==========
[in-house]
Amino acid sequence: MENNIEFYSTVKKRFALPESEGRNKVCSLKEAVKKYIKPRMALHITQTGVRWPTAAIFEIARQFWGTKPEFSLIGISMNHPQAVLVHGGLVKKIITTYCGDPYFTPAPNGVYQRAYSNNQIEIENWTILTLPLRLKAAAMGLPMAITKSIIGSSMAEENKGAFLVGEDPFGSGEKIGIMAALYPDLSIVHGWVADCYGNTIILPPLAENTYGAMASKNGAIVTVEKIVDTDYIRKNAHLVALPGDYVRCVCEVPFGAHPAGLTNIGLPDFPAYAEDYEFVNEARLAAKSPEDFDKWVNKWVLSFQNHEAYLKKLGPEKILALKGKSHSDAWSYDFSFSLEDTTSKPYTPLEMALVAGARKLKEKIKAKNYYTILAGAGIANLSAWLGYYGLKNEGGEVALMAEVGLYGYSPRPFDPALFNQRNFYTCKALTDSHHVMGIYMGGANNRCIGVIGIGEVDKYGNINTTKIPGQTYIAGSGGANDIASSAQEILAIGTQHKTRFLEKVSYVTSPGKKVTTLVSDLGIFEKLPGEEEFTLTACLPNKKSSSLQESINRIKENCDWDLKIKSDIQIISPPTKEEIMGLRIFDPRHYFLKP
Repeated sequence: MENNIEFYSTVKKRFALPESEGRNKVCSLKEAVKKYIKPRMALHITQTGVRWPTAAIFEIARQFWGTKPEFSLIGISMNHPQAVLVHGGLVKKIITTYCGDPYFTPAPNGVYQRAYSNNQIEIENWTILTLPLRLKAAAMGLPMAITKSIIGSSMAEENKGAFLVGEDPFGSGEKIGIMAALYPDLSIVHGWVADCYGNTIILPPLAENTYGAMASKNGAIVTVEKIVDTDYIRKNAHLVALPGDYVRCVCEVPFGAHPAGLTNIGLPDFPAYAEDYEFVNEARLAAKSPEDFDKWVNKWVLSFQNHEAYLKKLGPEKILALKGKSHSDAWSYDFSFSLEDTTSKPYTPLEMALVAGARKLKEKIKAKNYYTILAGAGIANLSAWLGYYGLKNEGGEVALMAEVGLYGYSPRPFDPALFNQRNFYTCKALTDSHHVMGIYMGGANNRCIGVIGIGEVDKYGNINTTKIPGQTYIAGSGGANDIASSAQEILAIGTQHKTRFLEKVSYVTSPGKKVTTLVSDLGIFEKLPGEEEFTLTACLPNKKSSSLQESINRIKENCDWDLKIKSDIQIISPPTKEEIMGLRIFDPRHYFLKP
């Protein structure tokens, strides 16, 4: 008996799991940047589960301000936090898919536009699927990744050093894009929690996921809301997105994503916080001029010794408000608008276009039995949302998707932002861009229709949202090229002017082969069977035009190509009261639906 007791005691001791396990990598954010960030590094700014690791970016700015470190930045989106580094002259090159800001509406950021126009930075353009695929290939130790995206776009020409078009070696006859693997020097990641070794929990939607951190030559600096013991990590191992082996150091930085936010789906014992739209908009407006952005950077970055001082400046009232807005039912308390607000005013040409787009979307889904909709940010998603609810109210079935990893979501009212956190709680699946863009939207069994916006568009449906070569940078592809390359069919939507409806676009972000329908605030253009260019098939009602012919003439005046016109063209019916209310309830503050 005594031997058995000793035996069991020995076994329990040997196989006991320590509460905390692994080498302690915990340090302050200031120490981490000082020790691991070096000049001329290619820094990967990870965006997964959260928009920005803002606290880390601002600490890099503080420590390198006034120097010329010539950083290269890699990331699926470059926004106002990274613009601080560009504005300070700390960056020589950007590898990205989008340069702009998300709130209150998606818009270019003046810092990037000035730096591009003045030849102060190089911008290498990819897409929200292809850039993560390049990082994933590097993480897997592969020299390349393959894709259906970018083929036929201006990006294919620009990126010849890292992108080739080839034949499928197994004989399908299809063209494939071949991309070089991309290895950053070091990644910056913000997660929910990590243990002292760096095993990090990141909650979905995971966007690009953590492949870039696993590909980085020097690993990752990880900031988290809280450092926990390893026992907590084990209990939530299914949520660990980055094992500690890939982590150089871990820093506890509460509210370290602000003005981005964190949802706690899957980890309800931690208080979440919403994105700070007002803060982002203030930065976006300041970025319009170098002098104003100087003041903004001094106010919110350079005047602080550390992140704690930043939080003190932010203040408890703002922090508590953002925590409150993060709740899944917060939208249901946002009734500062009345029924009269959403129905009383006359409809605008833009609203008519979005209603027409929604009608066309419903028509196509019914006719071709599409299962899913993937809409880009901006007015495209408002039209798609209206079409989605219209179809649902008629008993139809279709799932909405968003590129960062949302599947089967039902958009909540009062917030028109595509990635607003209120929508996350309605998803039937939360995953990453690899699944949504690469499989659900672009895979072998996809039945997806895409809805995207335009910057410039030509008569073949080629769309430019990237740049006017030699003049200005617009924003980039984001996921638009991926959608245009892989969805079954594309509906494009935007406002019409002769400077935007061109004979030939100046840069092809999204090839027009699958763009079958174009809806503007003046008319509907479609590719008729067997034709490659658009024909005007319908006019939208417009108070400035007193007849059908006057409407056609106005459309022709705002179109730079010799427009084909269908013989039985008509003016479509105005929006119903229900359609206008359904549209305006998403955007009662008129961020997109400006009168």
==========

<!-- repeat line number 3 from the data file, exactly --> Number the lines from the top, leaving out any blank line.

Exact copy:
Repeated sequence: MENNIEFYSTVKKRFALPESEGRNKVCSLKEAVKKYIKPRMALHITQTGVRWPTAAIFEIARQFWGTKPEFSLIGISMNHPQAVLVHGGLVKKIITTYCGDPYFTPAPNGVYQRAYSNNQIEIENWTILTLPLRLKAAAMGLPMAITKSIIGSSMAEENKGAFLVGEDPFGSGEKIGIMAALYPDLSIVHGWVADCYGNTIILPPLAENTYGAMASKNGAIVTVEKIVDTDYIRKNAHLVALPGDYVRCVCEVPFGAHPAGLTNIGLPDFPAYAEDYEFVNEARLAAKSPEDFDKWVNKWVLSFQNHEAYLKKLGPEKILALKGKSHSDAWSYDFSFSLEDTTSKPYTPLEMALVAGARKLKEKIKAKNYYTILAGAGIANLSAWLGYYGLKNEGGEVALMAEVGLYGYSPRPFDPALFNQRNFYTCKALTDSHHVMGIYMGGANNRCIGVIGIGEVDKYGNINTTKIPGQTYIAGSGGANDIASSAQEILAIGTQHKTRFLEKVSYVTSPGKKVTTLVSDLGIFEKLPGEEEFTLTACLPNKKSSSLQESINRIKENCDWDLKIKSDIQIISPPTKEEIMGLRIFDPRHYFLKP